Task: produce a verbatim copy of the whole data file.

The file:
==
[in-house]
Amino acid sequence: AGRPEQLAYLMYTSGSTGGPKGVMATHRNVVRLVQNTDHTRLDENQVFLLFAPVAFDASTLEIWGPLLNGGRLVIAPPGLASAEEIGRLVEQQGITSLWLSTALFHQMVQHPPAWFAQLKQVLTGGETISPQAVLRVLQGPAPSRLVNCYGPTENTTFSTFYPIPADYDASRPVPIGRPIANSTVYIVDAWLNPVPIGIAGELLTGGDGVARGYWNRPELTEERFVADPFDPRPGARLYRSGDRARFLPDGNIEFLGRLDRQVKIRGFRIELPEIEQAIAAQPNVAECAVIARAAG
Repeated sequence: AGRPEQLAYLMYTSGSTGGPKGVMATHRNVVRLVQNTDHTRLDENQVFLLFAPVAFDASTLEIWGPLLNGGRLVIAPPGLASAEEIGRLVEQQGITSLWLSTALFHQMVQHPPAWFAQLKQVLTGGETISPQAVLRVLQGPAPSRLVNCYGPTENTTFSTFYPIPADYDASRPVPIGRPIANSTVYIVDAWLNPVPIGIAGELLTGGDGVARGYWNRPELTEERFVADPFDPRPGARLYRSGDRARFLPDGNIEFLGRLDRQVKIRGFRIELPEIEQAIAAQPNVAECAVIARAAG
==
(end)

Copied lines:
[in-house]
Amino acid sequence: AGRPEQLAYLMYTSGSTGGPKGVMATHRNVVRLVQNTDHTRLDENQVFLLFAPVAFDASTLEIWGPLLNGGRLVIAPPGLASAEEIGRLVEQQGITSLWLSTALFHQMVQHPPAWFAQLKQVLTGGETISPQAVLRVLQGPAPSRLVNCYGPTENTTFSTFYPIPADYDASRPVPIGRPIANSTVYIVDAWLNPVPIGIAGELLTGGDGVARGYWNRPELTEERFVADPFDPRPGARLYRSGDRARFLPDGNIEFLGRLDRQVKIRGFRIELPEIEQAIAAQPNVAECAVIARAAG
Repeated sequence: AGRPEQLAYLMYTSGSTGGPKGVMATHRNVVRLVQNTDHTRLDENQVFLLFAPVAFDASTLEIWGPLLNGGRLVIAPPGLASAEEIGRLVEQQGITSLWLSTALFHQMVQHPPAWFAQLKQVLTGGETISPQAVLRVLQGPAPSRLVNCYGPTENTTFSTFYPIPADYDASRPVPIGRPIANSTVYIVDAWLNPVPIGIAGELLTGGDGVARGYWNRPELTEERFVADPFDPRPGARLYRSGDRARFLPDGNIEFLGRLDRQVKIRGFRIELPEIEQAIAAQPNVAECAVIARAAG